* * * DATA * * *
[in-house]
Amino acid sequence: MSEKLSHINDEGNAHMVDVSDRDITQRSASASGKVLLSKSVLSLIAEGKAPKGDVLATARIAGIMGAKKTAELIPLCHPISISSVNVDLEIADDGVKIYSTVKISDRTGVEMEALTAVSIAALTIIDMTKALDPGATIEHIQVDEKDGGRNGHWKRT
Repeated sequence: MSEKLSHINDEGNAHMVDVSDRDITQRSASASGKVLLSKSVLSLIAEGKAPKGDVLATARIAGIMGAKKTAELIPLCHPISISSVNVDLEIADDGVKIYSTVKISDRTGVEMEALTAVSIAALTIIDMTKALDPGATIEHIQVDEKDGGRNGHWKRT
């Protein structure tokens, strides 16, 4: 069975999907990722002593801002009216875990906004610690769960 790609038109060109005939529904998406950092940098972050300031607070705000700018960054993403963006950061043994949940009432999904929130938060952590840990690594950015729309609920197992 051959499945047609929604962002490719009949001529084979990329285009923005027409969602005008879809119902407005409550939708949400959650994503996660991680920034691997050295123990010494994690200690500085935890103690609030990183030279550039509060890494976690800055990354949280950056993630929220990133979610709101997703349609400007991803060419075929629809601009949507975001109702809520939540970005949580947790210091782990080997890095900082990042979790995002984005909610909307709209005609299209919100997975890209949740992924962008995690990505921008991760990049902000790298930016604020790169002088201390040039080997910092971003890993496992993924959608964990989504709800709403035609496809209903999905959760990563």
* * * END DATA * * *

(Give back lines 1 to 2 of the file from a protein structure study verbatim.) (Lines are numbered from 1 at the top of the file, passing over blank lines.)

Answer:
[in-house]
Amino acid sequence: MSEKLSHINDEGNAHMVDVSDRDITQRSASASGKVLLSKSVLSLIAEGKAPKGDVLATARIAGIMGAKKTAELIPLCHPISISSVNVDLEIADDGVKIYSTVKISDRTGVEMEALTAVSIAALTIIDMTKALDPGATIEHIQVDEKDGGRNGHWKRT